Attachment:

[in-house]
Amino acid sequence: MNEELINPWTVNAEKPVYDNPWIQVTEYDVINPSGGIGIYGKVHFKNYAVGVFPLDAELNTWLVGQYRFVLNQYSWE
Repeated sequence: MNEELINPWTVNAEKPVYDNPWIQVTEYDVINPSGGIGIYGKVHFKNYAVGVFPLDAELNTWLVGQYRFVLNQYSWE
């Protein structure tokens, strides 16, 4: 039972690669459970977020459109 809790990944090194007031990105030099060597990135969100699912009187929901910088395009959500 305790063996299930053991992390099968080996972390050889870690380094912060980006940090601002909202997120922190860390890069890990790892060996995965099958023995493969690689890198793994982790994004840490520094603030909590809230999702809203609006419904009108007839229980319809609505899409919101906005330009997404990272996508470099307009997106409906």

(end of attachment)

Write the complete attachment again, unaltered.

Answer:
[in-house]
Amino acid sequence: MNEELINPWTVNAEKPVYDNPWIQVTEYDVINPSGGIGIYGKVHFKNYAVGVFPLDAELNTWLVGQYRFVLNQYSWE
Repeated sequence: MNEELINPWTVNAEKPVYDNPWIQVTEYDVINPSGGIGIYGKVHFKNYAVGVFPLDAELNTWLVGQYRFVLNQYSWE
């Protein structure tokens, strides 16, 4: 039972690669459970977020459109 809790990944090194007031990105030099060597990135969100699912009187929901910088395009959500 305790063996299930053991992390099968080996972390050889870690380094912060980006940090601002909202997120922190860390890069890990790892060996995965099958023995493969690689890198793994982790994004840490520094603030909590809230999702809203609006419904009108007839229980319809609505899409919101906005330009997404990272996508470099307009997106409906």